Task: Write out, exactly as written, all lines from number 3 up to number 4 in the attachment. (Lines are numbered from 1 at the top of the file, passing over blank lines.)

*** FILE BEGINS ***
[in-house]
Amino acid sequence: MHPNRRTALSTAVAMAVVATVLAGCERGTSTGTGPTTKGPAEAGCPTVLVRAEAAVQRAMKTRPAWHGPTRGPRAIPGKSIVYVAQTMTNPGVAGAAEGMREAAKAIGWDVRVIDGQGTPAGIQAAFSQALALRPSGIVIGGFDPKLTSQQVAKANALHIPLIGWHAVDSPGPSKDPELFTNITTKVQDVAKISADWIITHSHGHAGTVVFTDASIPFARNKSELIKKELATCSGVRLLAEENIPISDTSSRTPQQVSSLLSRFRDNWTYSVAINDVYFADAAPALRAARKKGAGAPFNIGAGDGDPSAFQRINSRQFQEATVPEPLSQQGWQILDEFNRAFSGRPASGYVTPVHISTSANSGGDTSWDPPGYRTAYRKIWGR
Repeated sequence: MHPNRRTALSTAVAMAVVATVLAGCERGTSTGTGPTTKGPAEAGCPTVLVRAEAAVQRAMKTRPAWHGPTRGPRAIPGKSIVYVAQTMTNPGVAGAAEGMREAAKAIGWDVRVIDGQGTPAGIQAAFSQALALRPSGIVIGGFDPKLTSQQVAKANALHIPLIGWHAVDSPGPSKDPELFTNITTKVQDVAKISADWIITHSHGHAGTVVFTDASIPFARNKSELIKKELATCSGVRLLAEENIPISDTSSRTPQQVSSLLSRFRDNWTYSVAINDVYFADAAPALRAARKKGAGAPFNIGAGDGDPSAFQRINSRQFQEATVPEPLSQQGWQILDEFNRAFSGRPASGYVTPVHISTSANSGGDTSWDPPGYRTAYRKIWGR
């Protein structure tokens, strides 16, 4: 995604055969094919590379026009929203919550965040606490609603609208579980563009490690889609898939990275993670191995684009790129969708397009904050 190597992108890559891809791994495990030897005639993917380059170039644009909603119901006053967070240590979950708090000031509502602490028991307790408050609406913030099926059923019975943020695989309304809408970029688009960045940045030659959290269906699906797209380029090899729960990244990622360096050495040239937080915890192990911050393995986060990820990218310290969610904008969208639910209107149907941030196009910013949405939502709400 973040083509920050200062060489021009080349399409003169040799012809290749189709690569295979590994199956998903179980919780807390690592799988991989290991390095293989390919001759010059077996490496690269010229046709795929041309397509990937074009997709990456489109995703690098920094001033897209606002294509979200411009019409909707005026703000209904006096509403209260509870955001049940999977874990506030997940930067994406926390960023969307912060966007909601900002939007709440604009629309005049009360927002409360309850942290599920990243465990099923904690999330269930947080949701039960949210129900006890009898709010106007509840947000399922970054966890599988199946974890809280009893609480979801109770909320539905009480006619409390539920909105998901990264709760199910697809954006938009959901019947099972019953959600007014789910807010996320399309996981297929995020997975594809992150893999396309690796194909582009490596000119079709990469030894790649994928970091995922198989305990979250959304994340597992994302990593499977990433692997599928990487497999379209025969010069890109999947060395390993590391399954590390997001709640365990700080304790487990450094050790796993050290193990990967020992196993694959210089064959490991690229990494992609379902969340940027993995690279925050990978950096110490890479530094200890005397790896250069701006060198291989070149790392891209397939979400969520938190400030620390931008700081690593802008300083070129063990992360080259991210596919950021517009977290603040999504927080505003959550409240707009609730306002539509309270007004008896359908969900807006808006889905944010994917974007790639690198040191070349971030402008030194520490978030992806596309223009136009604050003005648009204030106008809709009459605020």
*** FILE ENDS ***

Repeated sequence: MHPNRRTALSTAVAMAVVATVLAGCERGTSTGTGPTTKGPAEAGCPTVLVRAEAAVQRAMKTRPAWHGPTRGPRAIPGKSIVYVAQTMTNPGVAGAAEGMREAAKAIGWDVRVIDGQGTPAGIQAAFSQALALRPSGIVIGGFDPKLTSQQVAKANALHIPLIGWHAVDSPGPSKDPELFTNITTKVQDVAKISADWIITHSHGHAGTVVFTDASIPFARNKSELIKKELATCSGVRLLAEENIPISDTSSRTPQQVSSLLSRFRDNWTYSVAINDVYFADAAPALRAARKKGAGAPFNIGAGDGDPSAFQRINSRQFQEATVPEPLSQQGWQILDEFNRAFSGRPASGYVTPVHISTSANSGGDTSWDPPGYRTAYRKIWGR
């Protein structure tokens, strides 16, 4: 995604055969094919590379026009929203919550965040606490609603609208579980563009490690889609898939990275993670191995684009790129969708397009904050 190597992108890559891809791994495990030897005639993917380059170039644009909603119901006053967070240590979950708090000031509502602490028991307790408050609406913030099926059923019975943020695989309304809408970029688009960045940045030659959290269906699906797209380029090899729960990244990622360096050495040239937080915890192990911050393995986060990820990218310290969610904008969208639910209107149907941030196009910013949405939502709400 973040083509920050200062060489021009080349399409003169040799012809290749189709690569295979590994199956998903179980919780807390690592799988991989290991390095293989390919001759010059077996490496690269010229046709795929041309397509990937074009997709990456489109995703690098920094001033897209606002294509979200411009019409909707005026703000209904006096509403209260509870955001049940999977874990506030997940930067994406926390960023969307912060966007909601900002939007709440604009629309005049009360927002409360309850942290599920990243465990099923904690999330269930947080949701039960949210129900006890009898709010106007509840947000399922970054966890599988199946974890809280009893609480979801109770909320539905009480006619409390539920909105998901990264709760199910697809954006938009959901019947099972019953959600007014789910807010996320399309996981297929995020997975594809992150893999396309690796194909582009490596000119079709990469030894790649994928970091995922198989305990979250959304994340597992994302990593499977990433692997599928990487497999379209025969010069890109999947060395390993590391399954590390997001709640365990700080304790487990450094050790796993050290193990990967020992196993694959210089064959490991690229990494992609379902969340940027993995690279925050990978950096110490890479530094200890005397790896250069701006060198291989070149790392891209397939979400969520938190400030620390931008700081690593802008300083070129063990992360080259991210596919950021517009977290603040999504927080505003959550409240707009609730306002539509309270007004008896359908969900807006808006889905944010994917974007790639690198040191070349971030402008030194520490978030992806596309223009136009604050003005648009204030106008809709009459605020």